In a new study led by the University of Southern California’s (USC) Keck School of Medicine and published in JAMA Network Open, scientists studied the effects of an artificial sweetener – or a nonnutritive sweetener (NNS) – both on brain activity and appetite responses in different groups of the population.
Seventy-four adult participants, including 43 women, completed the study from March 2020 to March 2021, including an equal number of males and females who identified as healthy weight, overweight or obese.
During the course of three separate morning visits to USC’s Dornsife Cognitive Neuroimaging Center, the participants consumed 300 milliliters of a drink sweetened with sucrose (nutritive sugar), a drink sweetened with the NNS sucralose or water as a control.
Researchers then spent two hours measuring the activation of regions of the brain responsible for appetite and food cravings in response to pictures of high-calorie foods using an imaging technique called functional magnetic resonance imaging (fMRI) in addition to glucose levels, insulin levels and other metabolic hormones in the blood and the amount of food eaten at a snack buffet at the end of each session, according to an accompanying release.
“Blood was sampled at baseline and 10, 35, and 120 minutes after participants received a drink containing sucrose, sucralose, or water to measure plasma glucose, insulin, glucagon-like peptide (7-36), acyl-ghrelin, total peptide YY, and leptin. Participants were then presented with an ad libitum meal. Participants were right-handed, nonsmokers, weight-stable for at least three months before the study visits, nondieters, not taking medication, and with no history of eating disorders, illicit drug use, or medical diagnoses,” the group said in the study’s abstract.
The imaging studies revealed increased activity in regions of the brain responsible for food cravings and appetite after women and obese people consumed sucralose-containing drinks, compared to drinks containing real sugar.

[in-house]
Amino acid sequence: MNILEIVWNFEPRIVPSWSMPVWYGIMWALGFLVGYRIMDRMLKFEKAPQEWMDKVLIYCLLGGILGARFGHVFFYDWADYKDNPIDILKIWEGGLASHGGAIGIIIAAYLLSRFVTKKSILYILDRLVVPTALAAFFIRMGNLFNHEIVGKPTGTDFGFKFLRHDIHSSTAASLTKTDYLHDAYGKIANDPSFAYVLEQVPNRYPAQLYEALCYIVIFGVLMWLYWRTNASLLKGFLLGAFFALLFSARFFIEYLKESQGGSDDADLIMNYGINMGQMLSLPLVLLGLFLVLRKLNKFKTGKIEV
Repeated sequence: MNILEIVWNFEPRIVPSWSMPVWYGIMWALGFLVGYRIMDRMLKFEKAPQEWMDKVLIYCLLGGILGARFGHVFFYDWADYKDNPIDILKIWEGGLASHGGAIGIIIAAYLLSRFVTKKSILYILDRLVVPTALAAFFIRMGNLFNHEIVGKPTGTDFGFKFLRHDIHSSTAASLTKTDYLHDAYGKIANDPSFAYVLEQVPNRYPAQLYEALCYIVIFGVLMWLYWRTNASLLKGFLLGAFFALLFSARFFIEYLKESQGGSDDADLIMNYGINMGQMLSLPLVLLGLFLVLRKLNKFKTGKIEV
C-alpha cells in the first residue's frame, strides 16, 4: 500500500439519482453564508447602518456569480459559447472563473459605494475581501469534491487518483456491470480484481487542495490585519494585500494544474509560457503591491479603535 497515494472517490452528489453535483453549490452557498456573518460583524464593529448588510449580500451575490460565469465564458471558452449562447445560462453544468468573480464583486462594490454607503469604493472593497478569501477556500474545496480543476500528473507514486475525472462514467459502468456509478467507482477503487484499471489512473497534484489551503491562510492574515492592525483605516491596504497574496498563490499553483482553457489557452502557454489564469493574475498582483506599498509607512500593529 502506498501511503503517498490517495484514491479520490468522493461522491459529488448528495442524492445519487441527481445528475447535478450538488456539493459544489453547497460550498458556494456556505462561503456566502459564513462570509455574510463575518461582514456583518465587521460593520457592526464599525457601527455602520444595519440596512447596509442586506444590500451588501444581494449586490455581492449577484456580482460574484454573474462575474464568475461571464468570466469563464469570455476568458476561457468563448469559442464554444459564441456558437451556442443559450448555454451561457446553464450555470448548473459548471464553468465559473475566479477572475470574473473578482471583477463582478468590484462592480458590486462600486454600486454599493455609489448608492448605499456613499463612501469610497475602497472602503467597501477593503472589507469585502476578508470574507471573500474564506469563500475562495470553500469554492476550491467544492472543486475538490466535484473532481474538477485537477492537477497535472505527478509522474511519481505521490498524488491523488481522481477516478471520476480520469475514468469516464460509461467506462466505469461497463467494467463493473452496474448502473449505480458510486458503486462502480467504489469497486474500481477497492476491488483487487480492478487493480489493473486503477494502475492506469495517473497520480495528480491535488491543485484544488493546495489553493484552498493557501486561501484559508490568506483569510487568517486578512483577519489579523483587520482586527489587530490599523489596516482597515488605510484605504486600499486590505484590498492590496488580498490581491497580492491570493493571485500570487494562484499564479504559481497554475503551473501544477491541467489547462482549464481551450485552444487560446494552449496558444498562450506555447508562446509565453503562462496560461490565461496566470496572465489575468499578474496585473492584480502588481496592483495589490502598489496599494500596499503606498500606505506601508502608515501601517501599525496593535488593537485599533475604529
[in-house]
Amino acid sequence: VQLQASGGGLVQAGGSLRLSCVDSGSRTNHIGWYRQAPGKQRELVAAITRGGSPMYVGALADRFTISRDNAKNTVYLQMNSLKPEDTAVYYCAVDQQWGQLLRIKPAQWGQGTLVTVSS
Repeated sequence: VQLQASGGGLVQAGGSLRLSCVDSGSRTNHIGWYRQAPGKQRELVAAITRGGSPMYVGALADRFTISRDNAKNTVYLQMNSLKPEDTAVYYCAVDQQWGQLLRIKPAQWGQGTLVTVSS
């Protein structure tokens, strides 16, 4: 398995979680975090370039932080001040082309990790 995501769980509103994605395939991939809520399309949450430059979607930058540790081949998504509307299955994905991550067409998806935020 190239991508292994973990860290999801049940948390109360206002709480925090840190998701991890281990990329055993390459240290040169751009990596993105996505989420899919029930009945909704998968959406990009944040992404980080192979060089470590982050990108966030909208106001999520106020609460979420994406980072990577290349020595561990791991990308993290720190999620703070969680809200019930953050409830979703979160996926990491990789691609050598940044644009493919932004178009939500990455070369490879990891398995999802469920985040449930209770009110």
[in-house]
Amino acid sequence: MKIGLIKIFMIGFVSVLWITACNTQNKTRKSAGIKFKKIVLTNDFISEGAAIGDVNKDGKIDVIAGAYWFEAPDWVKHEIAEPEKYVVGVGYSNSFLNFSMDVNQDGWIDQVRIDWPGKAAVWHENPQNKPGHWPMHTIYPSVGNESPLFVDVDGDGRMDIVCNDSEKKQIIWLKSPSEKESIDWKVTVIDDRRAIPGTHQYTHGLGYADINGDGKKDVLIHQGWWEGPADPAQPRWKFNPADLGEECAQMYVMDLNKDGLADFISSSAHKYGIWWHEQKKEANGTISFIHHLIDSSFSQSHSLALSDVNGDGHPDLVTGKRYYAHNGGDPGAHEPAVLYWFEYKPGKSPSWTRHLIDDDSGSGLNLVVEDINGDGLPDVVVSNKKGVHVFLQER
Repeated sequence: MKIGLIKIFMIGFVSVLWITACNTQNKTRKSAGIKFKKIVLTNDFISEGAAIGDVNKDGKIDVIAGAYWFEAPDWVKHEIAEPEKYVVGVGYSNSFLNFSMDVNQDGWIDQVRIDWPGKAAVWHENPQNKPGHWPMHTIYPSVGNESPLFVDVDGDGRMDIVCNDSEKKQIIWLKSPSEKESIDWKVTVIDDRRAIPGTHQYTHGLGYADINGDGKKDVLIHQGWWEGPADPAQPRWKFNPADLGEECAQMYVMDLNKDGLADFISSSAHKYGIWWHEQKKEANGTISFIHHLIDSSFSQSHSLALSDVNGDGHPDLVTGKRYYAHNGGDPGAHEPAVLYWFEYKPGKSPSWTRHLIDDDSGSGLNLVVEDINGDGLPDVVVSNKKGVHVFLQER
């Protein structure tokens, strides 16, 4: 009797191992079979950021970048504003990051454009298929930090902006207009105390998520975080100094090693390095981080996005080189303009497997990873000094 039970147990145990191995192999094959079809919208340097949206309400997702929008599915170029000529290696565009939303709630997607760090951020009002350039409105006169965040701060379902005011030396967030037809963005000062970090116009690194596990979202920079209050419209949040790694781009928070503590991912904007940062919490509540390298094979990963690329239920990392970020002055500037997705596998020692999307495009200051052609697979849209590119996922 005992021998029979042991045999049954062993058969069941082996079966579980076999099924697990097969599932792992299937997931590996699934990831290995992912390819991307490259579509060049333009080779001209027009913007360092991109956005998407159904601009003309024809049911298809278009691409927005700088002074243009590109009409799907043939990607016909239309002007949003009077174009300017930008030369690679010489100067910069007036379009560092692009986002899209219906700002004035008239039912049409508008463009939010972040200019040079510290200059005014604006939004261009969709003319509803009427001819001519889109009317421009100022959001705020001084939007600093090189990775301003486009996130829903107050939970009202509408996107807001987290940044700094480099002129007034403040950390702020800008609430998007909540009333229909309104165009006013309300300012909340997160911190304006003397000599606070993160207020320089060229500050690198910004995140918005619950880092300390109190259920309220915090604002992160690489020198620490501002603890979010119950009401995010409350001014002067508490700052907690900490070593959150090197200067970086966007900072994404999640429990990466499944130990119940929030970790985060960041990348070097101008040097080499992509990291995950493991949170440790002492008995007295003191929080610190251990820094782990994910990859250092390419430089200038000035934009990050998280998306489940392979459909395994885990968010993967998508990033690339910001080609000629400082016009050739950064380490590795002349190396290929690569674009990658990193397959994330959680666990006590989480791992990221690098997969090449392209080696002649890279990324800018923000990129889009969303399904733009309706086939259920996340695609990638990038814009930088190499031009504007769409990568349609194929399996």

There was also a decreased level in hormones leading the participant to feel full after they drank the sucralose-containing drink compared to the sucrose-containing drink.
Lastly, female participants who drank the sucralose-containing drink ate more at the snack buffet than after they drank the sucrose-containing drink.
Food intake did not differ for male participants, and more than 40% of U.S. adults currently use NNSs as a calorie-free option to help in weight loss and still get a sweet treat.
“Our study starts to provide context for the mixed results from previous studies when it comes to the neural and behavioral effects of artificial sweeteners,” Dr. Kathleen Page, the study’s corresponding author and an associate professor of medicine at the Keck School of Medicine, said in a statement. “By studying different groups we were able to show that females and people with obesity may be more sensitive to artificial sweeteners. For these groups, drinking artificially sweetened drinks may trick the brain into feeling hungry, which may in turn result in more calories being consumed.”
Page recommended interpreting findings with caution because all participants fasted for 12 hours overnight ahead of the study.
In addition, she noted that the health consequences of artificial sweeteners remain highly debated.
“There is controversy surrounding the use of artificial sweeteners because a lot of people are using them for weight loss,” Page said. “While some studies suggest they may be helpful, others show they may be contributing to weight gain, type 2 diabetes and other metabolic disorders. Our study looked at different population groups to tease out some of the reasons behind those conflicting results.”
The U.S. Food and Drug Administration (FDA) currently lists six high-intensity sweeteners as FDA-approved as food additives, including saccharin, aspartame, acesulfame potassium (Ace-K), sucralose, neotame and advantame.
The U.S. Centers for Disease Control and Prevention warns that those who often drink sugar-sweetened beverages are more likely to face health problems, including weight gain, obesity, Type 2 diabetes, heart disease, kidney diseases, nonalcoholic liver disease, cavities and gout.
Julia Musto is a reporter for Fox News Digital. You can find her on Twitter at @JuliaElenaMusto.